“I am a Bestselling Writer. I write Bestselling Books. Every day in every way, I am researching and writing my award-winning Bestselling Books and short stories. Every one of my books reaches and remains for two or more months at the top of the bestseller lists. So Be It! See To It!”
The above is a journal entry (note to self) of American science fiction author Octavia Butler. She often wrote these motivational notes to help her stay committed to her goals and have something to reach for. Octavia went on to become the first science-fiction writer to receive a MacArthur Fellowship. She also is the first woman of colour to win both the Hugo and Nebula awards. Her published works include Kindred Wild Seed, Parable of the Sower, and Parable of the Talents,
Be careful what you ask for; you might get it.
I shall be a bestselling writer. After Imago, each of my books will be on the bestseller lists of LAT, NYT, PW, WP, etc. My novels will go onto the above lists whether publishers push them hard or not, whether I’m paid a high advance or not, whether I ever win another award or not.
This is my life. I write bestselling novels. My novels go onto the bestseller lists on or shortly after publication. My novels each travel up to the top of the bestseller lists and they reach the top and they stay on top for months . Each of my novels does this.
So be it! I will find the way to do this. See to it! So be it! See to it!
My books will be read by millions of people!
I will buy a beautiful home in an excellent neighborhood
I will send poor black youngsters to Clarion or other writer’s workshops
I will help poor black youngsters broaden their horizons
I will help poor black youngsters go to college
I will get the best of health care for my mother and myself
I will hire a car whenever I want or need to.
I will travel whenever and wherever in the world that I choose
My books will be read by millions of people!
So be it! See to it!
“I am a Bestselling Writer. I write Bestselling Books . . . Every day in every way I am researching and writing my award winning Best selling Books and short stories . . . Everyone of my books reaches and remains for two or more months at the top of the bestseller lists . . . . So Be It! See To It.”
According to a study led by Professor Gail Matthews of the Dominican University of California, people who wrote their goals accomplished significantly more than those who did not write their goals down. The study involved 267 participants recruited from businesses, organizations, and business networking groups.
Participants were divided into five groups:
- Group 1- Unwritten Goal;
- Group 2- Written Goal;
- Group 3- Written Goal & Action Commitments;
- Group 4- Written Goal, Action Commitments to a Friend;
- Group 5- Written Goal, Action Commitments & Progress Reports to a Friend.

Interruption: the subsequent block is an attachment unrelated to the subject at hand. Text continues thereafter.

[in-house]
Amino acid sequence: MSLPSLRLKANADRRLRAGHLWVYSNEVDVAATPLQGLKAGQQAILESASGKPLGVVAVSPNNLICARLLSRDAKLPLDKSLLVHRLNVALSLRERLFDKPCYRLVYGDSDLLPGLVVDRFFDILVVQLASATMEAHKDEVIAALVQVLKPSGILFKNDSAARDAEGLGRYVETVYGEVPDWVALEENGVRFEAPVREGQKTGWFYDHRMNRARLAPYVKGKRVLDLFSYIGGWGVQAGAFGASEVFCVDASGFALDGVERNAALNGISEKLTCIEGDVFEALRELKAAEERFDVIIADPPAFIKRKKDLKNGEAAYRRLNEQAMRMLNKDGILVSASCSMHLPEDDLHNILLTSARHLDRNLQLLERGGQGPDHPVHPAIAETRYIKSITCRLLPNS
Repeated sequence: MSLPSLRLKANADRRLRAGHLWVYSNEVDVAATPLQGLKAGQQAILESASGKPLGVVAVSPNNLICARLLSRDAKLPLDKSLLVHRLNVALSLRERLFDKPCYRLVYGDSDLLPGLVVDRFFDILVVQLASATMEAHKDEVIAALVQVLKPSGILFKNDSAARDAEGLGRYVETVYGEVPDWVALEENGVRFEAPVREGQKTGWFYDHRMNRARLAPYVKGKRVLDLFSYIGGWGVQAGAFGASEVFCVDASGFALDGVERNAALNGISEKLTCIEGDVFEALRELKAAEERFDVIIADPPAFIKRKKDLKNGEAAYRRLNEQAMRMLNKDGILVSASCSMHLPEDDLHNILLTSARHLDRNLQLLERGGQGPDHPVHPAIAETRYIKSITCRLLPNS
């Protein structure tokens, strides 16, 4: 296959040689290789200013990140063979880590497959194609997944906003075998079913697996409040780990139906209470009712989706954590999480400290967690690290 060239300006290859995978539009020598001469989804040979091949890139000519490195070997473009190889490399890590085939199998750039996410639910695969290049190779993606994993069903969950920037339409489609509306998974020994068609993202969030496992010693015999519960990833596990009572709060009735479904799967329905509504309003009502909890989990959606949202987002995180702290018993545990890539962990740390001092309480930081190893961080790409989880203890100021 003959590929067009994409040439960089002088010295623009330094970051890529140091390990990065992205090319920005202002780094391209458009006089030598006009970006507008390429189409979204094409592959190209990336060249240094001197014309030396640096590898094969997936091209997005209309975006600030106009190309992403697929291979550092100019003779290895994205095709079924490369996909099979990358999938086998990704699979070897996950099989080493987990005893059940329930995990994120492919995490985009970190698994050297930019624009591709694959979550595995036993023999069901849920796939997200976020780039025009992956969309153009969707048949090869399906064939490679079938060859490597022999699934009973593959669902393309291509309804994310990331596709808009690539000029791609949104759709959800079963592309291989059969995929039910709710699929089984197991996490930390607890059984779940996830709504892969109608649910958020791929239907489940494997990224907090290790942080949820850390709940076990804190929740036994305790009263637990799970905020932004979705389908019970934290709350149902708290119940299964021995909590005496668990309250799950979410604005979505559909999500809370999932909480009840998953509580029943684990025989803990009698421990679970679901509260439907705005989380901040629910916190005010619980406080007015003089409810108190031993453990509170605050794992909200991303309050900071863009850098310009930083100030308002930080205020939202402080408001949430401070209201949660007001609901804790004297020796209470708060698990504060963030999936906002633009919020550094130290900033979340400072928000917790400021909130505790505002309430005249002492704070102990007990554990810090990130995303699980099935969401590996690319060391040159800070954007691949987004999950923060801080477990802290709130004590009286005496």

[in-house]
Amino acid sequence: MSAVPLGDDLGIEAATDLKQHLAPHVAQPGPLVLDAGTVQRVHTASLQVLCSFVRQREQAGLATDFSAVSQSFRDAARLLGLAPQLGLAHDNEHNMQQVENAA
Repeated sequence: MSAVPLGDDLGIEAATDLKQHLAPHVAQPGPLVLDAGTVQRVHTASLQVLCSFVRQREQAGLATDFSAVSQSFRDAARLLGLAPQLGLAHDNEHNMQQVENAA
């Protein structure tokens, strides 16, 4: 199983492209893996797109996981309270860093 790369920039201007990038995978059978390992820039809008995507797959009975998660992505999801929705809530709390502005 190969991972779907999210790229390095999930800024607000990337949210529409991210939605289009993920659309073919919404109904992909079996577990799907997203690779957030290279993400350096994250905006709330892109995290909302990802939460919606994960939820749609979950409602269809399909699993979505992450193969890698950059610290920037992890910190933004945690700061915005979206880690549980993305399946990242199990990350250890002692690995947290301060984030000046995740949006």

At the end study, Matthews found that writing your goals down enhanced achieving them significantly.
Leadership training and research company, Leadership IQ conducted a study that involved 4,182
workers from 397 organizations to see what kind of goal-setting processes actually help employees achieve great things. The study titled: Are smart goals dumb? found that:
- People’s goals are not particularly helpful. In fact, the survey found that only 15% of employees strongly agree that their goals will help them achieve great things. And only 13% of employees strongly agree that their goals this year will help them maximize their full potential.
- For people to achieve great things, their goals must require them to learn new skills and leave their comfort zone.
- For a goal to help people achieve great things, that goal has to leap off the paper. It has to be so vividly described that people can feel how great it will be to achieve it. It has to sing to them, to touch the deepest recesses of their brain.
If you want to set a goal that will inspire people to achieve great things, that goal has to be so vividly described that people can picture how great it will feel to achieve it; they will have to learn new skills to achieve the goal; and the goal will push them out of their comfort zone, among other factors.
In his 2009 Book, Hundred Percenters: Challenge Your Employees to Give It Their All, and They’ll Give You Even More, the chairman and CEO of Leadership IQ Mark Murphy describes a framework for goal-setting called HARD goals.
HARD goals are:
- Heartfelt — My goals will enrich the lives of somebody besides me— customers, the community, etc.
- Animated — I can vividly picture how great it will feel when I achieve my goals.
- Required — My goals are absolutely necessary to help this company.
- Difficult — I will have to learn new skills and leave my comfort zone to achieve my assigned goals for this year.
The key to achieving any goal is first to believe that it can be achieved. As American author Napoleon Hill noted in his 1937 book, Think and Grow Rich “Whatever Your Mind Can Conceive and Believe, It Can Achieve.” as Octavia Butler’s affirmation of “So Be It! See To It!”. Nothing is impossible; it all starts with a burning desire, commitment, dedication and relentless pursuit of a worthwhile. Write down goals, review them periodically, believe in your capacity to achieve the goals and work tirelessly daily to achieve them.
All the best in your quest to get better. Don’t Settle: Live with Passion.